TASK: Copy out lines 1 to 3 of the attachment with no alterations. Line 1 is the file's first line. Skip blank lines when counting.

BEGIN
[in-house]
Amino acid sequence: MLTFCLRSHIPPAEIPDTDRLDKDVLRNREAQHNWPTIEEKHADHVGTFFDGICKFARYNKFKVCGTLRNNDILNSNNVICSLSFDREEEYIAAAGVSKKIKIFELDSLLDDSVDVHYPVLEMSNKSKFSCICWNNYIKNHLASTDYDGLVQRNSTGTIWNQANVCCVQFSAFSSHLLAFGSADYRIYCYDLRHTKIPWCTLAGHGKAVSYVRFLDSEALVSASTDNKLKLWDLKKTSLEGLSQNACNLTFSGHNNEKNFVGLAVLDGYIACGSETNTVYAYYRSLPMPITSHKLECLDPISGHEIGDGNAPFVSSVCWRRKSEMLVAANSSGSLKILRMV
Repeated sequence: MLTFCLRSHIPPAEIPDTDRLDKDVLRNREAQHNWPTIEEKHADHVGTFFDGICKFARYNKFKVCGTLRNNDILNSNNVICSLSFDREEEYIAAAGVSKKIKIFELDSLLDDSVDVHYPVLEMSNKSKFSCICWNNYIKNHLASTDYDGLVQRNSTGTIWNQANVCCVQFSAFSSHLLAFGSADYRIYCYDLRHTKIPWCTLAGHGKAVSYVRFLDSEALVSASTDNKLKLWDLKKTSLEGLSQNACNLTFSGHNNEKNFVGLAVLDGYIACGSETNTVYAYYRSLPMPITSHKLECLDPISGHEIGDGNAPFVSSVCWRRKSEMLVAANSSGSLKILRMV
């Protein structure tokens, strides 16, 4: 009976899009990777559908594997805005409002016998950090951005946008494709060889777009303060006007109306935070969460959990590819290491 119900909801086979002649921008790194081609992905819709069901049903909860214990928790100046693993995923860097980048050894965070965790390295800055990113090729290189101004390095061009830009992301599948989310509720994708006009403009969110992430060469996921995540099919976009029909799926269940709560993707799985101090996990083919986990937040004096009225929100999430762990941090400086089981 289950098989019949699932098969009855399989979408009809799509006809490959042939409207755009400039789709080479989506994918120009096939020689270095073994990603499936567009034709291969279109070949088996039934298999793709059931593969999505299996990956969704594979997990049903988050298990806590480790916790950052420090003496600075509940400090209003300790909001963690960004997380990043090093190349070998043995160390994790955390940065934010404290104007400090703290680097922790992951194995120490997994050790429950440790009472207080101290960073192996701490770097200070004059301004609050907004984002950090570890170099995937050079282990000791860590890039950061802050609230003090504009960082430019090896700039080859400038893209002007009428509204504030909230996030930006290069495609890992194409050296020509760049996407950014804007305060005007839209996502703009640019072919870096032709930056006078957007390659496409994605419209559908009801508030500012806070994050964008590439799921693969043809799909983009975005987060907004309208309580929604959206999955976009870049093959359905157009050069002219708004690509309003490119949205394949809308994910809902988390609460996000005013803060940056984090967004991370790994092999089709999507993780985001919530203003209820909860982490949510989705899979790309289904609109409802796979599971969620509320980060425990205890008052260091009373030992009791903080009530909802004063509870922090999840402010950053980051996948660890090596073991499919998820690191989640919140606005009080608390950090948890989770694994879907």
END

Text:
[in-house]
Amino acid sequence: MLTFCLRSHIPPAEIPDTDRLDKDVLRNREAQHNWPTIEEKHADHVGTFFDGICKFARYNKFKVCGTLRNNDILNSNNVICSLSFDREEEYIAAAGVSKKIKIFELDSLLDDSVDVHYPVLEMSNKSKFSCICWNNYIKNHLASTDYDGLVQRNSTGTIWNQANVCCVQFSAFSSHLLAFGSADYRIYCYDLRHTKIPWCTLAGHGKAVSYVRFLDSEALVSASTDNKLKLWDLKKTSLEGLSQNACNLTFSGHNNEKNFVGLAVLDGYIACGSETNTVYAYYRSLPMPITSHKLECLDPISGHEIGDGNAPFVSSVCWRRKSEMLVAANSSGSLKILRMV
Repeated sequence: MLTFCLRSHIPPAEIPDTDRLDKDVLRNREAQHNWPTIEEKHADHVGTFFDGICKFARYNKFKVCGTLRNNDILNSNNVICSLSFDREEEYIAAAGVSKKIKIFELDSLLDDSVDVHYPVLEMSNKSKFSCICWNNYIKNHLASTDYDGLVQRNSTGTIWNQANVCCVQFSAFSSHLLAFGSADYRIYCYDLRHTKIPWCTLAGHGKAVSYVRFLDSEALVSASTDNKLKLWDLKKTSLEGLSQNACNLTFSGHNNEKNFVGLAVLDGYIACGSETNTVYAYYRSLPMPITSHKLECLDPISGHEIGDGNAPFVSSVCWRRKSEMLVAANSSGSLKILRMV